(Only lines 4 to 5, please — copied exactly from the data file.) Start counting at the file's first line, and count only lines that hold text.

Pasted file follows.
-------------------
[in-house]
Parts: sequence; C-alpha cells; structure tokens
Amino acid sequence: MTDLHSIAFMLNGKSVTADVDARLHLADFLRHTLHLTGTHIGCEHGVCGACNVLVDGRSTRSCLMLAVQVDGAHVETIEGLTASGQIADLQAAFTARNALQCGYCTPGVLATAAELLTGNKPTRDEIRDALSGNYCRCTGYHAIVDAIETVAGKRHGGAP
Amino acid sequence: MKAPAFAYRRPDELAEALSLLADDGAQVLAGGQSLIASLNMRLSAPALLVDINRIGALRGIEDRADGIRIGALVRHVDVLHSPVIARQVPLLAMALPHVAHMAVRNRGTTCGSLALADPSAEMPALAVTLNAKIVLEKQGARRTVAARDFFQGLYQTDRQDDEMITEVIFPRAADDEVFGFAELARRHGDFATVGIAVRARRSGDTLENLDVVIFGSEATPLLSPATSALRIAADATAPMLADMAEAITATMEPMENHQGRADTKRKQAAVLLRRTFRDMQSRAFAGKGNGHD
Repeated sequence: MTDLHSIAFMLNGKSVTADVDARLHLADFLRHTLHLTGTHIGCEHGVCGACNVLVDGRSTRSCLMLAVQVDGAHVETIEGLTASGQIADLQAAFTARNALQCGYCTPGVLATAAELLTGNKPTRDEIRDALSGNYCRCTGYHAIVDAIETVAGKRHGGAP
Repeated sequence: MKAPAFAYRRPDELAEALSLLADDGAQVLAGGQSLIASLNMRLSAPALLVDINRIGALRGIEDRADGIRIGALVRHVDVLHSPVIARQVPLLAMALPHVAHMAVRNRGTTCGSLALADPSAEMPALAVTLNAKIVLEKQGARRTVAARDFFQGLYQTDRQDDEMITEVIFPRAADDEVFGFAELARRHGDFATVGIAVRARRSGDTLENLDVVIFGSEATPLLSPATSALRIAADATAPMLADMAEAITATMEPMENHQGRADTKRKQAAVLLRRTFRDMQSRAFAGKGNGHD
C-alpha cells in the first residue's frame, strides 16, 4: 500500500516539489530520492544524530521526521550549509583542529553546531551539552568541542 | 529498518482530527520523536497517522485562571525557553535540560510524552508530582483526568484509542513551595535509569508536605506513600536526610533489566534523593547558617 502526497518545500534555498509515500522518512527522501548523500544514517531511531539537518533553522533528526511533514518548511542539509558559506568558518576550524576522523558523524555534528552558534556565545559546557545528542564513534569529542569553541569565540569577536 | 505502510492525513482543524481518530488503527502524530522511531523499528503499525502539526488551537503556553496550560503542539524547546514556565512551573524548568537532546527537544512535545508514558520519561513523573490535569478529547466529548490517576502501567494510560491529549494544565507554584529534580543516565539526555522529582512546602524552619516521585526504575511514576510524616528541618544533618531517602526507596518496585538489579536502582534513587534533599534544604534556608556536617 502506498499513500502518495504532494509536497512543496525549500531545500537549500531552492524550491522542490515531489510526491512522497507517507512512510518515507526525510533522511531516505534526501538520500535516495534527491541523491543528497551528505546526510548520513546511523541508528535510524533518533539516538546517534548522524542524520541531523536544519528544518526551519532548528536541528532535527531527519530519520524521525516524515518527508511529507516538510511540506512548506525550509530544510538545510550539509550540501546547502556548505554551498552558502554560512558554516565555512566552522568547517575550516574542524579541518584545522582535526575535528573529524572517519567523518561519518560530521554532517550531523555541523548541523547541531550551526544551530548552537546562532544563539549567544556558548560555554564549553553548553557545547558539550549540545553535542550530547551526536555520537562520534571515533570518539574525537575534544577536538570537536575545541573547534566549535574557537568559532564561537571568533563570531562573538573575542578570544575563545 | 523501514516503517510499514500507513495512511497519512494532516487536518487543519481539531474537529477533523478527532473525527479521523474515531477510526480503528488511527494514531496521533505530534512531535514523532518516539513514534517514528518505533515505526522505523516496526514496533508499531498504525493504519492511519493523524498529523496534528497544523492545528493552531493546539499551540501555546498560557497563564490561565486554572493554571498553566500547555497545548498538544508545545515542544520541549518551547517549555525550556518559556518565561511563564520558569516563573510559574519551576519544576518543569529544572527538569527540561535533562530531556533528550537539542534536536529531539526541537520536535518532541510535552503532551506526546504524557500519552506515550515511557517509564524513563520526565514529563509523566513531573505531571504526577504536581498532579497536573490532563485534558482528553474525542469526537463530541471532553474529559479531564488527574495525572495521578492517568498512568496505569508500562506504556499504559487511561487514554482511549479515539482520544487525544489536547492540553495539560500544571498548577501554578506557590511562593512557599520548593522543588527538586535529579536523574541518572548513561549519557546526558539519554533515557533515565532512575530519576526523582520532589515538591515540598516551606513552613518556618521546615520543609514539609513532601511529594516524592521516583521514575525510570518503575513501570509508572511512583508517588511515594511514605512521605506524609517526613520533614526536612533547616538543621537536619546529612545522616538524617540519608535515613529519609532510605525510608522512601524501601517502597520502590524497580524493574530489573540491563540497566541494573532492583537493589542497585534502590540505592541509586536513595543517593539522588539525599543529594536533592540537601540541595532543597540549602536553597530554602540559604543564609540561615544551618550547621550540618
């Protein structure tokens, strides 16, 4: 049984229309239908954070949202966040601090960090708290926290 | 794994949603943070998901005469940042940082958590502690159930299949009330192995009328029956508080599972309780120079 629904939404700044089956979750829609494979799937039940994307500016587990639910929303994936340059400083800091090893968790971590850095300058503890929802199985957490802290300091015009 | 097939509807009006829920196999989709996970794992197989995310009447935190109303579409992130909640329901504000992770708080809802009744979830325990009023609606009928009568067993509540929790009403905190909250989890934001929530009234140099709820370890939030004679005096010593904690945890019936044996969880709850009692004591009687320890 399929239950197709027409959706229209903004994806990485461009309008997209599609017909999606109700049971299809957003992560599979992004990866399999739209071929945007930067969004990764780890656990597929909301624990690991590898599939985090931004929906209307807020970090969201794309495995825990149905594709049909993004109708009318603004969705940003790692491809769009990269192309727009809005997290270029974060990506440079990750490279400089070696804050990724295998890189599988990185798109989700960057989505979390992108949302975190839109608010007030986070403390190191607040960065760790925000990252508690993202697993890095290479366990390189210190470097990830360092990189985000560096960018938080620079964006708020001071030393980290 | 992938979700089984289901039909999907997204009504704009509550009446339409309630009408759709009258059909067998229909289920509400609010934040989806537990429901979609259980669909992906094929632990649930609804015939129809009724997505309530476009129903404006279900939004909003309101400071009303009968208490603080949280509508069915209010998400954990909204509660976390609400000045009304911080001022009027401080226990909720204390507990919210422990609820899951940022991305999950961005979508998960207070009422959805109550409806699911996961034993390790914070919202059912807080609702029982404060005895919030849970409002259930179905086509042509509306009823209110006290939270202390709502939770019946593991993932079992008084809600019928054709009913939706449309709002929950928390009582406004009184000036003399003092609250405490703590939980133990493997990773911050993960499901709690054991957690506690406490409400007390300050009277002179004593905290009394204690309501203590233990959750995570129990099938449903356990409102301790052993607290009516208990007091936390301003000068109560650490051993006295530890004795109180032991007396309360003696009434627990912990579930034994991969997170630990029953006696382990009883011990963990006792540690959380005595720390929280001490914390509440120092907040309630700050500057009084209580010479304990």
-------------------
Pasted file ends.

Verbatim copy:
Amino acid sequence: MKAPAFAYRRPDELAEALSLLADDGAQVLAGGQSLIASLNMRLSAPALLVDINRIGALRGIEDRADGIRIGALVRHVDVLHSPVIARQVPLLAMALPHVAHMAVRNRGTTCGSLALADPSAEMPALAVTLNAKIVLEKQGARRTVAARDFFQGLYQTDRQDDEMITEVIFPRAADDEVFGFAELARRHGDFATVGIAVRARRSGDTLENLDVVIFGSEATPLLSPATSALRIAADATAPMLADMAEAITATMEPMENHQGRADTKRKQAAVLLRRTFRDMQSRAFAGKGNGHD
Repeated sequence: MTDLHSIAFMLNGKSVTADVDARLHLADFLRHTLHLTGTHIGCEHGVCGACNVLVDGRSTRSCLMLAVQVDGAHVETIEGLTASGQIADLQAAFTARNALQCGYCTPGVLATAAELLTGNKPTRDEIRDALSGNYCRCTGYHAIVDAIETVAGKRHGGAP